When the America Invents Act (AIA) was passed in 2011 it was heralded as a way to fight “patent trolls.” Typical sentiments are expressed in an article from Forbes: A Powerful New Weapon Against Patent Trolls. Google did its usual excellent job of claiming—with absolutely no credible evidence – that the AIA would “promote innovation and protect the little guy.” All it cost Google to get politicians to buy into this fictitious plan was some money – a few well-timed and well-placed donations to politicians on both sides of the aisle. And Google has plenty of money. The more impressive “sale” Google made was getting other large corporations to buy into into their malarkey.
In a classic case of “unintended consequences,” one of the great “troll-killing” tools, the inter partes review (IPR), is increasingly being used not only by operating companies in general, but by foreign operating companies in particular.
It’s a little bit like “cutting off your nose to spite your face.” Operating companies that were so in favor of “patent reform” to stop “patent trolls” are now finding their own patents being challenged by foreign competitors eager to enter the US market.
One day’s data is more anecdotal evidence than a statistically rigorous study, but it’s interesting to note that on one day, February 10, 2016, there were nine IPRs filed with the Patent Trial and Appeal Board (PTAB). All nine were filed against patents owned by US-based operating companies not typically thought of as “trolls” by anyone’s definition.
Not only that, six of the nine IPRs were filed by competitors from Germany, Holland, and South Korea.
The IPR was created by the AIA as a way to challenge patents at the patent office with an administrative procedure that is faster and cheaper than litigation in court. The bill of goods that was sold to all of us—including large corporate patent owners – was that the AIA was supposed to help the “fight against patent trolls” by making it easier to kill the supposedly “weak” patents they were thought to use to “target” poor innocent operating companies. One of the key features of the IPR is that unlike litigation in court there is no starting assumption that the patent is valid. Furthermore, the claim terms are construed using a methodology that makes claims easier to invalidate. The bottom line—no matter how the USPTO attempts to skew and obfuscate the real data—is that the IPR process makes it MUCH easier to kill patents in an IPR than in court.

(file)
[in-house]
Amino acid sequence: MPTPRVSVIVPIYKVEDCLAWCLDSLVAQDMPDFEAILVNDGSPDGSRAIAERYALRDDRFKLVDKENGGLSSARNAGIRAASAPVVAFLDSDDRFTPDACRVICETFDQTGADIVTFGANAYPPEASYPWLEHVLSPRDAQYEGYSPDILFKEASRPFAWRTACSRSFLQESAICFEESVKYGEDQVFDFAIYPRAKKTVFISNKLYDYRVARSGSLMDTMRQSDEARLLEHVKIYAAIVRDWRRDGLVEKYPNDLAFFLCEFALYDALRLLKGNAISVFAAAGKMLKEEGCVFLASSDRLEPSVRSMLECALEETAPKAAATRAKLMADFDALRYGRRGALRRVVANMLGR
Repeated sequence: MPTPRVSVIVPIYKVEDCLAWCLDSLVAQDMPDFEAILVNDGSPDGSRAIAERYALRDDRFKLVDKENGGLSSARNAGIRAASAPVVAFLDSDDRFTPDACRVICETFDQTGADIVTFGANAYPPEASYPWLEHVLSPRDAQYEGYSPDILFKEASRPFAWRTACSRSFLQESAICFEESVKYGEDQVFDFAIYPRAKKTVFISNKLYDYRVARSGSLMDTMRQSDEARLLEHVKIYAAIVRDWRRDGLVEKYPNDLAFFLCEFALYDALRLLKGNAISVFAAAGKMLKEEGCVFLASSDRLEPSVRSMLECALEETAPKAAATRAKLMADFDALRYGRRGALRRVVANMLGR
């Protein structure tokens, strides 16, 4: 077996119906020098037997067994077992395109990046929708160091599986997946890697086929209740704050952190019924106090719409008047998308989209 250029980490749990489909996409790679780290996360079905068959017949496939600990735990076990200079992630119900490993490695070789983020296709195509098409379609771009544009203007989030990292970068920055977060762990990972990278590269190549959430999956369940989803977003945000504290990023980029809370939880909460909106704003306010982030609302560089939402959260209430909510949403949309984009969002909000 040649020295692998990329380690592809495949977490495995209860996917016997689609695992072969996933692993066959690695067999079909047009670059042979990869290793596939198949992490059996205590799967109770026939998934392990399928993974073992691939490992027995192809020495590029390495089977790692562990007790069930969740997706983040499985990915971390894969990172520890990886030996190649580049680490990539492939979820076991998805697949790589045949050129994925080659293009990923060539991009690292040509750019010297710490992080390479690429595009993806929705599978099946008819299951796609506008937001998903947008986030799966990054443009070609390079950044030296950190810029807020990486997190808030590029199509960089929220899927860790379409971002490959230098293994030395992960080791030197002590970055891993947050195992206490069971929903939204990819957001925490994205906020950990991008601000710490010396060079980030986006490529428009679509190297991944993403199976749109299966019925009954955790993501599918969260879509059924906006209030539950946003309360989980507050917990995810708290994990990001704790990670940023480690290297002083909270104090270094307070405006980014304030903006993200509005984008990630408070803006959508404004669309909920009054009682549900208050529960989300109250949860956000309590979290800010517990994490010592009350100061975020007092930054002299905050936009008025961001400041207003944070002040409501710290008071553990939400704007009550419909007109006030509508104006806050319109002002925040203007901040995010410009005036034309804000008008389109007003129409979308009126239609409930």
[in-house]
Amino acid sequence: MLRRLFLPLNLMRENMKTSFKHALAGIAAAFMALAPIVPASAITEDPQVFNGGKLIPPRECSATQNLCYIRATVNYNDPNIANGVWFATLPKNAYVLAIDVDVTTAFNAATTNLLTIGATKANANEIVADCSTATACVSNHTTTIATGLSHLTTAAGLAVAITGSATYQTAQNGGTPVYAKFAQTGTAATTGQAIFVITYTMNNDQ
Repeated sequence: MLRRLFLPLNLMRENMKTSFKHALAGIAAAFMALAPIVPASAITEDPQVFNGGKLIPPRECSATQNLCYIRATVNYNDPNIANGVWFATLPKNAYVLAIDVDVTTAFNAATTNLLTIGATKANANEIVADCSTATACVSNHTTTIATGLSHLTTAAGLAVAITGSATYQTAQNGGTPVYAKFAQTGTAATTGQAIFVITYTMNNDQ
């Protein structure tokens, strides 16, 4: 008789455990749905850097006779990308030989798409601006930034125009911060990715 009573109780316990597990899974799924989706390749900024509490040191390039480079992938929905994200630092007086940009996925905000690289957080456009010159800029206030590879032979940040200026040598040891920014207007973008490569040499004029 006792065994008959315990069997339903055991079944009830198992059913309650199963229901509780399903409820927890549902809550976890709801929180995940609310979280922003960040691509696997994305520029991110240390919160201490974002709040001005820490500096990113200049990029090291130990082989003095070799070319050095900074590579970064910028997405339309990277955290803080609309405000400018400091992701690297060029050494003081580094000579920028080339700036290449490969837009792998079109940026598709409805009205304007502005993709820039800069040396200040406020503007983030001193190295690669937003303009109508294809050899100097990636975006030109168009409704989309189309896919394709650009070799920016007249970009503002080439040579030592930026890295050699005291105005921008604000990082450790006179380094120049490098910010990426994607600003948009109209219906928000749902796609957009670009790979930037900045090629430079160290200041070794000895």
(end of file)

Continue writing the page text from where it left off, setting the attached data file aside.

The inability to count on a patent’s validity hurts ALL patent owners, not just “NPEs.” As many operating companies are starting to find out to their chagrin.
Here’s one day’s list of who’s trying to kill whose patents:
- Three web-based companies, Kayak, OpenTable, and Priceline are going after two IBM patents.
- Fitbit is trying to knock out a patent owned by its competitor Aliphcom, aka “Jawbone.”
- Two Europe-based companies, ASML Netherlands and Qioptic Photonics (Germany), and Qioptic’s American parent, Excelitas, filed IPRs against two patents owned by US-based Energetiq Technology.
- South Korea-based Nautilus Hyosung is going after four patents owned by US-based Diebold.
So in summary, we have nine patents owned by US-based operating companies being challenged by their competitors – including companies from Holland, Germany, and South Korea that no doubt are looking for ways to enter the US market.
While all of these patents are in litigation, we’ve also seen operating companies use IPRs as “preemptive” strikes against competitors. We’d love to see some academician do some real research on the way IPRs are being used by competitors, especially by foreign competitors.
Just wait until Trump finds out that Congress passed a law that makes it easier for foreign companies to enter the US market and take away US jobs and deter US R&D spending. He’ll go ballistic.